4879 University Avenue, City Heights
Okay, this was during Ramadan. Muslim month of abstinence kinda like the Christian Lent. I knew there’d be basically no eating till sunset. So no surprise that Coffee Time Daily was empty. This is where all the Somali taxi drivers gather to drink tea, usually, and eat goat meat, and argue Somali politics. This day, just one Somali guy in traditional white robes sits fingering his beads and watching a mullah on the TV deliver a sermon.
This is on University, east of the Tower by Euclid. Coffee Time Daily is a little corner place usually concealed behind a barricade of yellow and blue and white and red cabs. But right now, I guess everyone’s waiting for evening when you can end the fast for another day.
“Even then, most people don’t eat here,” says the lady behind the counter inside. “After prayers, the mosque gives out free food. Why pay for it here?”
She’s dressed in flowing, bright-colored Somali-style robes. Name’s Asha. “Or Sara,” she says. She has a face that totally lights up when she laughs.
Me, I’m thinking food of the last time I came. Swear it was here that the owner, Mr. Mohammed Ali, had some camel meat in. A rare treat. Tasted like a combo of lamb and buffalo. A little gamey, but good. Had come from Australia, where feral camel herds have roamed since pioneers imported herds to be ships of the desert in Oz’s Empty Heart.
Yes. That was great. But right now, things look a little, well, empty right here too.
“But we do have what’s called ‘breakfast,’ for eating in the evening after prayers, breaking the fast,” Asha says. “I can heat some up for you.”
It’s called “iftar,” and it has lots of little snacks to revive your appetite. The “asariyo quartet” is the four basic ingredients for Somali afternoon (“asariyo”) tea, which is a big deal. Tea, plus at least three of what the French call “amuse-bouches,” mouth-amusers, which says it all.
So here’s what Asha brings out from the kitchen: a sweet pastry called “bur saliid,” ($1 each) which are like really sweet breads, dunked in the deep fryer. Then “Bajiya,” deep-fried donut-shaped snacks made from black-eyed peas, with onion, garlic, jalapeño pepper, turmeric, coriander, plus a spicy sauce (50 cents each, and worth it. These are totally delicious). Next, “mashmash,” or “bishbishi” (50 cents), which are sweet fried dough disks that make you think of wontons, but sweet, and then a couple of beef sambusas ($1 each). Plus, wow, a scarlet ball of fried dough.
“This is ‘nafaqo,’” says Asha. “We just stain it red.”
Turns out “nafaqo” means “food,” or “nutrition.” Like “nafaqo daro” means “malnutrition,” a feared word in Somalia. I can see why they call it “nafaqo,” because it looks filling. It’s basically potato wrapped around a hard-boiled egg, all crumbed and deep-fried. Makes you think of the British Scotch egg. Costs $1 and man it’s filling, and way more peppery than the British cousin.
Wow. And so far I must have spent all of six, seven bucks. Guess I should have the traditional hot tea, but it’s so hot outside I go get a can of Brisk lemon tea from the cooler under the TV.
The real wow moment comes when Asha brings out a small pile of Somali canjeero, the round sourdough flatbread. “It’s different from the Ethiopian injera,” says Asha. “That’s huge and thick, and they let it ferment for three days. We eat ours on the first day, straight from the oven. And it’s thin and savory.”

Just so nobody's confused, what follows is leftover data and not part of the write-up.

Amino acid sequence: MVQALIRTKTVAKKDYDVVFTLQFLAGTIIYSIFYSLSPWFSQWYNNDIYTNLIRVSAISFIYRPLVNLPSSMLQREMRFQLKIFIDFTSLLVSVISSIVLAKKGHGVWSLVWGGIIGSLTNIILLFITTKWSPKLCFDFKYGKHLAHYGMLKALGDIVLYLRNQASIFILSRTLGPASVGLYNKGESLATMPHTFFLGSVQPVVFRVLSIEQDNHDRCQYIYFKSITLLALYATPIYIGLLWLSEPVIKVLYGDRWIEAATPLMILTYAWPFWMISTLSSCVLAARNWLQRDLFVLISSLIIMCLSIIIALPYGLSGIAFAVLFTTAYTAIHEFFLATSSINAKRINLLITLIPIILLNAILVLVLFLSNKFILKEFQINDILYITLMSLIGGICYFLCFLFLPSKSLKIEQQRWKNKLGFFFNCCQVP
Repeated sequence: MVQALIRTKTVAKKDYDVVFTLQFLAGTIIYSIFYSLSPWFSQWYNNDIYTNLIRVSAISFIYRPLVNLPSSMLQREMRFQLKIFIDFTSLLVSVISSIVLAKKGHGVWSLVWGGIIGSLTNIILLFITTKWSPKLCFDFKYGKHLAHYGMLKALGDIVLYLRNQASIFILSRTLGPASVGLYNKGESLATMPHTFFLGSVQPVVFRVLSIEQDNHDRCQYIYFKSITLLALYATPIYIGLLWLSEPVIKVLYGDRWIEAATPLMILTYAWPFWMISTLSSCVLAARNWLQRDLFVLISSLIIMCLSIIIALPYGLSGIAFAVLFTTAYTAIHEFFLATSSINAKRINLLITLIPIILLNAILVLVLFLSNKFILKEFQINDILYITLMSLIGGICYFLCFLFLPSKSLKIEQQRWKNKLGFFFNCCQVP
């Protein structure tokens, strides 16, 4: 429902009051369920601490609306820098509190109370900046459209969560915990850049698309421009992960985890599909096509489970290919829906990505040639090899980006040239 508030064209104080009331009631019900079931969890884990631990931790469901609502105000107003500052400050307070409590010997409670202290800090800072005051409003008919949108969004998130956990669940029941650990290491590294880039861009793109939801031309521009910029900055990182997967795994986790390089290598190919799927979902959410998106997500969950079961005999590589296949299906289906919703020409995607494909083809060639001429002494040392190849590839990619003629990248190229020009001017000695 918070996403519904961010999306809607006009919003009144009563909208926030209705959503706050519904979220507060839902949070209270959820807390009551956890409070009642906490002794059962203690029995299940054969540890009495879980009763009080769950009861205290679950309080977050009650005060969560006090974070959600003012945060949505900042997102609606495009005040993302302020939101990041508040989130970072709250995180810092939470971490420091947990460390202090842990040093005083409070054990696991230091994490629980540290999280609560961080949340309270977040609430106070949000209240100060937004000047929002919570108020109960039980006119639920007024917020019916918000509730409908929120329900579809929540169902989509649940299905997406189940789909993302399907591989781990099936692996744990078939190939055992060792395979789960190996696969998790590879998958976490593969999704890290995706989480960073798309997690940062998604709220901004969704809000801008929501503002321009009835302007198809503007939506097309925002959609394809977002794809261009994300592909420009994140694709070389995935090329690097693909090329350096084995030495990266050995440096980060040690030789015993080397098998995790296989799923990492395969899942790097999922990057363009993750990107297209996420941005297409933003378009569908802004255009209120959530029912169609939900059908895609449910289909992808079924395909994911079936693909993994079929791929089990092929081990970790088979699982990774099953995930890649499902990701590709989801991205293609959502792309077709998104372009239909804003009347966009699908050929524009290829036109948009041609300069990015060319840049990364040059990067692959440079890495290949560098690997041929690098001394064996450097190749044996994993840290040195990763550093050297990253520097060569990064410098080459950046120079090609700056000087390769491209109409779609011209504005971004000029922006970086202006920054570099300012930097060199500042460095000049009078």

And now she brings out a pan of tiny cubes of beef. “This is odka,” she says, “or ‘muqmad.’ It means preserved meat. It is very traditional Somali food.”
Turns out this is the beef jerky of the Somali world. Desert nomads could survive on milk from their camels, and meat from this diced, sun-dried beef that could last up to a year without going off. Asha says here they just fry and dice it. There’s no need to dry and preserve it. But it keeps the look, and most important, the flavor of the staple that you can see must have always made the difference between life and death over there, just as jerky often did in the American West back in the day.
But the basic thing for me is this flavor is just totally scrumptious. With the canjeera – which I think I like better than the thick Ethiopian version – it really is a combo to remember. Specially with the banana Asha brings. “Somalis like bananas with everything,” she says. “And we don’t just have your one banana, we have maybe fifty different kinds to choose from, back home.”
I ask how much she misses it. “It is so beautiful,” she says, “but crazy people have taken over. Children can’t graduate. There was fighting again today. It is so hard. I have two sisters. I try to talk to my father on the phone, but he is sick. He can’t speak to me anymore.”
And suddenly tears sprout from her eyes. She has to turn away to gather herself.
I end up taking an $8 plate of rice with two chicken drumsticks back to share with Carla. “Kentucky chicken Somali-style,” says Asha. She’s right. It’s covered in wicked batter, but comes with plenty of basmati rice and veggies, and a hot sauce that could evaporate you in 10 seconds if you took more than a drop.
’Course I would have gone for the goat with basmati rice, or spaghetti chicken steak, or rice with fish, each $8, along with some gringo choices like Philly chicken steak with cheese for $3.99, and chopped beef cheese ($4.99), and falafel sandwich at $2.99, but hey, stack any of these against my new love, the odka? Fuggeddaboutit.
Prices: Bur Saliid (sweet pastry), $1; Bajiya (savory snack made from black-eyed peas), 50 cents; beef sambusa, $1; nafaqo (potato wrapped around a hard-boiled egg, $1; rice with goat meat, $8; spaghetti chicken steak, $8; rice with fish, $8; Philly chicken steak, cheese, $3.99; chopped beef cheese ($4.99), chicken salad, $3.99; falafel sandwich, $2.99
Hours: 8:30 a.m. to 7:00 p.m. daily
Bus: 7, 10
Nearest bus stop: University at Euclid